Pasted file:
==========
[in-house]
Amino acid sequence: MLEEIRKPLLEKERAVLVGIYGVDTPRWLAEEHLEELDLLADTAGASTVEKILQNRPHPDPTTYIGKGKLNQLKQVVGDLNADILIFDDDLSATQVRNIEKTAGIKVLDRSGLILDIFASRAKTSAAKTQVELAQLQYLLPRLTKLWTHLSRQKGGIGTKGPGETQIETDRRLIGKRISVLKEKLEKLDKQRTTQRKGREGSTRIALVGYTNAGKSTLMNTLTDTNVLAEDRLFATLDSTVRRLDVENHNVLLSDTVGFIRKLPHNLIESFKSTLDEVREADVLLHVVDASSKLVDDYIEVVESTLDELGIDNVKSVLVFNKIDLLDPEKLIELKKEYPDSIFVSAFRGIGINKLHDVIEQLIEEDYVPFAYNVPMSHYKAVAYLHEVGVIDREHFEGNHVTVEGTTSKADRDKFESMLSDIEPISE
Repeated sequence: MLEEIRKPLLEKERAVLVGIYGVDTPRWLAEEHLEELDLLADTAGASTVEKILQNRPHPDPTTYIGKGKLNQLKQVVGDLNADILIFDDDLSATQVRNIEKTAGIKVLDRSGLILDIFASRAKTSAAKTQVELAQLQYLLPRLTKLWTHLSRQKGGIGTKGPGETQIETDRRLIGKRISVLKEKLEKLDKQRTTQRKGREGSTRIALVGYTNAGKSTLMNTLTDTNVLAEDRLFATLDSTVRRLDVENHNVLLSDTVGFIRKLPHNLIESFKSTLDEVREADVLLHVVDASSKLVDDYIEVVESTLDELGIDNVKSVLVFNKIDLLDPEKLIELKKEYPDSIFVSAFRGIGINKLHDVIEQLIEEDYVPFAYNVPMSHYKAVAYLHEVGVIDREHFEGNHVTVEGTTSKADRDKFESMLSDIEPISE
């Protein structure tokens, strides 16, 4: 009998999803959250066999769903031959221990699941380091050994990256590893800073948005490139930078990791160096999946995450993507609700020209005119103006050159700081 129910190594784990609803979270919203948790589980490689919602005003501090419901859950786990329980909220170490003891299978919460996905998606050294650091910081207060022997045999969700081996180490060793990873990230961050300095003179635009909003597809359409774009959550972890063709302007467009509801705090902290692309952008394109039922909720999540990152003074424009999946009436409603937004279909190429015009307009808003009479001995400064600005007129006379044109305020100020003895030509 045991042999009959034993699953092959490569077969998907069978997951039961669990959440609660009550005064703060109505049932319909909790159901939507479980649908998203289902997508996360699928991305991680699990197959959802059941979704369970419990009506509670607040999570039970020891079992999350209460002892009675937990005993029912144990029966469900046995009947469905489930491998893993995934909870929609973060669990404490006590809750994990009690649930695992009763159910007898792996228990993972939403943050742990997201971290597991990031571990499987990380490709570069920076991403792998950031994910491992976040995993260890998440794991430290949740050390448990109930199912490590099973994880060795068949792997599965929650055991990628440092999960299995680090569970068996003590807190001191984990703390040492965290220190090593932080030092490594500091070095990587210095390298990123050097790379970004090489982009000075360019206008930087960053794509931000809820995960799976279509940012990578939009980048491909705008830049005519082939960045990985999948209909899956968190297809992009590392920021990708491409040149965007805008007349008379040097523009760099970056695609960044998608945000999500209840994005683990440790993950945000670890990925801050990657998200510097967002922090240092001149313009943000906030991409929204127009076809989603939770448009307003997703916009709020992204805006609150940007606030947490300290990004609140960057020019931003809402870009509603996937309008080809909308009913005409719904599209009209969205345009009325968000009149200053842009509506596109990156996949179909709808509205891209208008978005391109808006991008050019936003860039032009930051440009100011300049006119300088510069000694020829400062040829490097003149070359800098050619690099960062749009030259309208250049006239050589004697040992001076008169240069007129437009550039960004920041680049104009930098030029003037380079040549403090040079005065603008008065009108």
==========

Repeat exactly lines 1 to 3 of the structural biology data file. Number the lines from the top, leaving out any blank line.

[in-house]
Amino acid sequence: MLEEIRKPLLEKERAVLVGIYGVDTPRWLAEEHLEELDLLADTAGASTVEKILQNRPHPDPTTYIGKGKLNQLKQVVGDLNADILIFDDDLSATQVRNIEKTAGIKVLDRSGLILDIFASRAKTSAAKTQVELAQLQYLLPRLTKLWTHLSRQKGGIGTKGPGETQIETDRRLIGKRISVLKEKLEKLDKQRTTQRKGREGSTRIALVGYTNAGKSTLMNTLTDTNVLAEDRLFATLDSTVRRLDVENHNVLLSDTVGFIRKLPHNLIESFKSTLDEVREADVLLHVVDASSKLVDDYIEVVESTLDELGIDNVKSVLVFNKIDLLDPEKLIELKKEYPDSIFVSAFRGIGINKLHDVIEQLIEEDYVPFAYNVPMSHYKAVAYLHEVGVIDREHFEGNHVTVEGTTSKADRDKFESMLSDIEPISE
Repeated sequence: MLEEIRKPLLEKERAVLVGIYGVDTPRWLAEEHLEELDLLADTAGASTVEKILQNRPHPDPTTYIGKGKLNQLKQVVGDLNADILIFDDDLSATQVRNIEKTAGIKVLDRSGLILDIFASRAKTSAAKTQVELAQLQYLLPRLTKLWTHLSRQKGGIGTKGPGETQIETDRRLIGKRISVLKEKLEKLDKQRTTQRKGREGSTRIALVGYTNAGKSTLMNTLTDTNVLAEDRLFATLDSTVRRLDVENHNVLLSDTVGFIRKLPHNLIESFKSTLDEVREADVLLHVVDASSKLVDDYIEVVESTLDELGIDNVKSVLVFNKIDLLDPEKLIELKKEYPDSIFVSAFRGIGINKLHDVIEQLIEEDYVPFAYNVPMSHYKAVAYLHEVGVIDREHFEGNHVTVEGTTSKADRDKFESMLSDIEPISE